My tea bar has east-facing bay windows that should be a great place to keep the plant, with full morning sun and afternoon shade. We’ll have to work on the humidity, since it’s pretty dry out here, but we can do that. In the picture above, you can see that our cutting came out of the shipping box a wee bit dehydrated, which is to be expected after a few days in USPS trucks and planes. The first thing I did — after dragging him around the store and showing him to everybody — was get him into the sink, where he soaked up a lot of water and started perking back up.
Why the name? Well, our shop is a bookstore, which is why we’ve gone with literary names for some of our tea blends (e.g., Lady Greystoke and Fifty Shades of Earl Grey). In looking for the author-related puns, Tea S. Eliot was the first to pop to mind, but Shannon Brewer Land already used that name for the Alaskan Tea Across America plant — although she later changed it to Captain James Tea Kirk.
As it turns out, Tea H. White is a better name for our plant anyway. T. H. White is the author of the groundbreaking The Once and Future King series, which tells the King Arthur legend starting with Arthur’s childhood. We are definitely lovers of fantasy novels and Arthurian stories, and as a children’s author myself, I really enjoy good young adult literature.
As soon as little Tea H. White started perking up, our assistant manager, Doug, was ready to pluck a leaf and start drying it. After fighting him off with my trusty pu-erh knife Excaliber, we decided to let the plant turn into a bush before we start trying to drink it. I sympathize with Doug, though. Patience is not my strong suit either.
I am curious. I’d like to know whether this is the first tea bush in Montana. Has anyone else tried this experiment? Is there a little tea garden growing in a greenhouse in Missoula? A tea bush in a shop in Helena? A cutting thriving in someone’s sun room in Bozeman? If any of my readers know about another Camellia sinensis bush in Montana, let me know. I’d love to compare notes with someone else who’s done this!
The more I learn about tea, the more I want to learn. The more I experience, the more I want to experience. I experiment, I read books, I read blogs, I attend tea conferences, and I take classes. I buy tea from all over the world, and try out different blends and combinations. Basically, I do whatever my budget allows.
One thing my budget has not, alas, allowed has been traveling to the world’s great tea growing areas and getting familiar with tea bushes. My tea experiences all start with processed leaves, not with the plants themselves. Today marked the first step in changing that.
I got a phone call this afternoon from Naomi Rosen, of Joy’s Teaspoon. I met Naomi at a blogger’s panel at World Tea Expo 2013 this summer (CAUTION: this link to World Tea Expo plays video and makes noise — careful where you are when you click it). Naomi was calling because she’s working with Jason McDonald of FiLoLi Tea Farm and the United States League of Tea Growers on a new initiative they call #TeaAcrossAmerica.
Their simple yet ambitious objective: put a tea plant into every state and the District of Columbia. Some U.S. states already have established tea plantations. Others have hobbyists with a few bushes going. Many states have climates that Camellia sinensis considers inhospitable. I happen to live in one of those states: Montana.
Naomi asked if I’d be willing to represent Montana in #TeaAcrossAmerica, and I jumped at the opportunity. To participate, I need to take a cutting from FiLoLi Tea Farm in Brookhaven, Mississippi, and grow it here in Montana. Jason has written up some directions to make caring for the cutting easier, and I’ll be able to keep it indoors where the harsh Montana winters won’t kill it. My tea bar has east-facing bay windows that should be a great place to keep the plant, with full morning sun and afternoon shade. The only problem will be humidity — it’s very dry here — but we can deal with that.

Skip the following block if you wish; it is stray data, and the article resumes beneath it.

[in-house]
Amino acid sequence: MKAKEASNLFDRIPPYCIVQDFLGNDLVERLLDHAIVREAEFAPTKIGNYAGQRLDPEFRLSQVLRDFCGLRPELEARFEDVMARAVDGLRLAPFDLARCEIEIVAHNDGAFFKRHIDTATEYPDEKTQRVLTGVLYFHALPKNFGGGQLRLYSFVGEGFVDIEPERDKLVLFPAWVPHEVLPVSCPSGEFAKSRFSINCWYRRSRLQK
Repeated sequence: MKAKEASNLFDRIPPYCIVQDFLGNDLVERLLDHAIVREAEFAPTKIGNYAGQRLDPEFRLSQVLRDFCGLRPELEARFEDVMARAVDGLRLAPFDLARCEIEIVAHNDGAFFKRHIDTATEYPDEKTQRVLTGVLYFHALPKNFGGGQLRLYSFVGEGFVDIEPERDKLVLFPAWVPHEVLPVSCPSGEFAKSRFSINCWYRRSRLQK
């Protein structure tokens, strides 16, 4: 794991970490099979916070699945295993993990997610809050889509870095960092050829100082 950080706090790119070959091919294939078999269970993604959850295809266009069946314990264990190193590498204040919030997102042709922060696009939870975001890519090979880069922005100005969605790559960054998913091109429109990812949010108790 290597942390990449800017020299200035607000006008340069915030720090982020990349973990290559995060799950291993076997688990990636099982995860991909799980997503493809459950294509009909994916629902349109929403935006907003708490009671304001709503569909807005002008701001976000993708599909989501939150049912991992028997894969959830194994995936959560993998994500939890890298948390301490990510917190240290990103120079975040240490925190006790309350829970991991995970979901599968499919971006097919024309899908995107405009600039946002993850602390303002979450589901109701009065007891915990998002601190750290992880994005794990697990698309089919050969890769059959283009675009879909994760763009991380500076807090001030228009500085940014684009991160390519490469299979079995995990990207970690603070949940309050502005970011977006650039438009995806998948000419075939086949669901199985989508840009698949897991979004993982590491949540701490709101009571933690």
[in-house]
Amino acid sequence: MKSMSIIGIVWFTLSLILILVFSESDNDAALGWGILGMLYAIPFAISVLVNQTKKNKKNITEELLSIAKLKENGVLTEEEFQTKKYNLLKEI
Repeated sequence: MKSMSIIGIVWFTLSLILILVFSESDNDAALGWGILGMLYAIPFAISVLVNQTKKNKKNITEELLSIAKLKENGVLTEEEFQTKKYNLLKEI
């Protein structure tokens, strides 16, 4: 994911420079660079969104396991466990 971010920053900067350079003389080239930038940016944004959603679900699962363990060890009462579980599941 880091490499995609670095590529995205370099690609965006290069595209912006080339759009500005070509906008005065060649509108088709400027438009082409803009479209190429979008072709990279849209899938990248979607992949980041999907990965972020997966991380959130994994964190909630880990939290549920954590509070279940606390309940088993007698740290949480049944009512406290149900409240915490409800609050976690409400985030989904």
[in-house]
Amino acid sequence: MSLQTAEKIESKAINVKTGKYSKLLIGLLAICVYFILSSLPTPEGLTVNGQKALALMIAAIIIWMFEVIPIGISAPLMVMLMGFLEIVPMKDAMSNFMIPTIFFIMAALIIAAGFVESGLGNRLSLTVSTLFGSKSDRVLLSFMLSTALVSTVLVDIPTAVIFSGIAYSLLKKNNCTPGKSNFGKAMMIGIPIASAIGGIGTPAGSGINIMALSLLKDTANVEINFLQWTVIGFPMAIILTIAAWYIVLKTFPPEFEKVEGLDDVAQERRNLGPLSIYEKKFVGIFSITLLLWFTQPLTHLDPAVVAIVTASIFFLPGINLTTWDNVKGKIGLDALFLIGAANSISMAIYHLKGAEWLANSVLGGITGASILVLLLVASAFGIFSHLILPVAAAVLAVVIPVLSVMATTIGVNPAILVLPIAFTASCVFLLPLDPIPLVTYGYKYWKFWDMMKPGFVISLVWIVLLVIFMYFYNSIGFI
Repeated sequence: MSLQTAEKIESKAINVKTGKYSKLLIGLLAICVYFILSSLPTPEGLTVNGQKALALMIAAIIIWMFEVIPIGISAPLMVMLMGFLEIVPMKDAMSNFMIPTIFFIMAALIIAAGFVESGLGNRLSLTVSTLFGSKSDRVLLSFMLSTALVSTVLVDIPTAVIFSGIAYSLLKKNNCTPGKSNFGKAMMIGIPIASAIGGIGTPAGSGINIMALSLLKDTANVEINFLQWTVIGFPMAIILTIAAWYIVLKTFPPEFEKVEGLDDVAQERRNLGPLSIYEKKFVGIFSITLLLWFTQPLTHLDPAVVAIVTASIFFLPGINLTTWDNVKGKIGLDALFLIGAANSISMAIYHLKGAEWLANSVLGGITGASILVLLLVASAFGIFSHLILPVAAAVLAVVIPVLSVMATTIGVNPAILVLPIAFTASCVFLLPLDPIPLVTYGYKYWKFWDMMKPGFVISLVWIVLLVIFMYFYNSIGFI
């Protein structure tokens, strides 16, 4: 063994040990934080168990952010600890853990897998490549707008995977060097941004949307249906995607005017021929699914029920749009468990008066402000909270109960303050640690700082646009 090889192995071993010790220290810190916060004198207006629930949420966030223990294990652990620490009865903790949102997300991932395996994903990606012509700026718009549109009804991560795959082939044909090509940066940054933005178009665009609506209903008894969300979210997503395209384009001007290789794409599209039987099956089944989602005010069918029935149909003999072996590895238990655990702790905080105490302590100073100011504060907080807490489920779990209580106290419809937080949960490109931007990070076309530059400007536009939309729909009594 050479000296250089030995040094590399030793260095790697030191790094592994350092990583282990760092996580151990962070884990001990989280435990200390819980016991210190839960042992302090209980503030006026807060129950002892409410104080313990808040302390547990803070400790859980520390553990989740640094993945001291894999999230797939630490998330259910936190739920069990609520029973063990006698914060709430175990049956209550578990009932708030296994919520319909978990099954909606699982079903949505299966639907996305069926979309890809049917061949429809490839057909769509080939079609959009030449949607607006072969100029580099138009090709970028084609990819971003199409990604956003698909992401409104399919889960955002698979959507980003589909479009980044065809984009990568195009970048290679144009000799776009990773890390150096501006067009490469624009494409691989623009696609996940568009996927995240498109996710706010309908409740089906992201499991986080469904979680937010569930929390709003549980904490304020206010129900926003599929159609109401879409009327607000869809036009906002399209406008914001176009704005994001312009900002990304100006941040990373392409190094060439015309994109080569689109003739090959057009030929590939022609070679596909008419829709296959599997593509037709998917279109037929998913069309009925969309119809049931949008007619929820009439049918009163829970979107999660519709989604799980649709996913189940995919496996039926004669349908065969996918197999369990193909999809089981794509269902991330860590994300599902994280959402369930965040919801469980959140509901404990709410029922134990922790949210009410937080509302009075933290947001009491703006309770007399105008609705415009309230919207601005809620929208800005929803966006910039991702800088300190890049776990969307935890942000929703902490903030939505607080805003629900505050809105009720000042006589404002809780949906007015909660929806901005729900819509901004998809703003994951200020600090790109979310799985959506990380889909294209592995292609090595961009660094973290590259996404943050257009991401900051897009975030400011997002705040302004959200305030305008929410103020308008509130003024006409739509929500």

It’s going to be a month or two before my little tea bush arrives, so we have plenty of time to prepare. I will keep everyone up-to-date on the progress as we get things going. In the meantime, thanks to Jason for the opportunity and to Naomi for suggesting me as a volunteer!
As I did last month and the month before, I took a look at some of the search terms that brought people to this blog and found a question that I didn’t really address. This time: “What’s the difference between Japanese and Chinese green tea?” The obvious smart-aleck answer is that one comes from Japan and the other comes from China, but it runs a bit deeper than that.
First off, it’s not the plants themselves. The first varietal discovered of the tea plant is Camellia sinensis var. sinensis: the Chinese tea plant. About 1400 years ago, during the Sui Dynasty, Buddhist monks introduced tea — and the tea plant — to Japan. This means that the same varietal of tea plant is growing in China and Japan.
Terroir, on the other hand, can definitely have an effect. The climate, soil, and other factors can definitely affect the taste of the tea. Also, the Japanese have been crossbreeding and developing their strains of tea plant for over a millennium.
The biggest factor in the taste, though, is a very simple one: the process.
The difference between black tea and green tea is oxidation. Black tea is fully (or near-fully) oxidized, while green tea is not oxidized at all. There is an enzyme in the tea leaf that starts the oxidation process as soon as the leaf has been broken or bruised. Making green tea requires a “kill green” step that destroys the enzyme and stops the tea from oxidizing. That step requires heating the tea leaves quickly to at least 140 degrees.
To make Japanese green teas, such as sencha, bancha, and gyokuro, the leaves are steamed. To make Chinese green teas, such as dragonwell or gunpowder tea, the leaves are pan-fired. Just this simple difference in processing gives Japanese teas a rich grassy flavor and Chinese greens more of a vegetal character.
Granted, I am oversimplifying, but this is the fundamental answer to the question.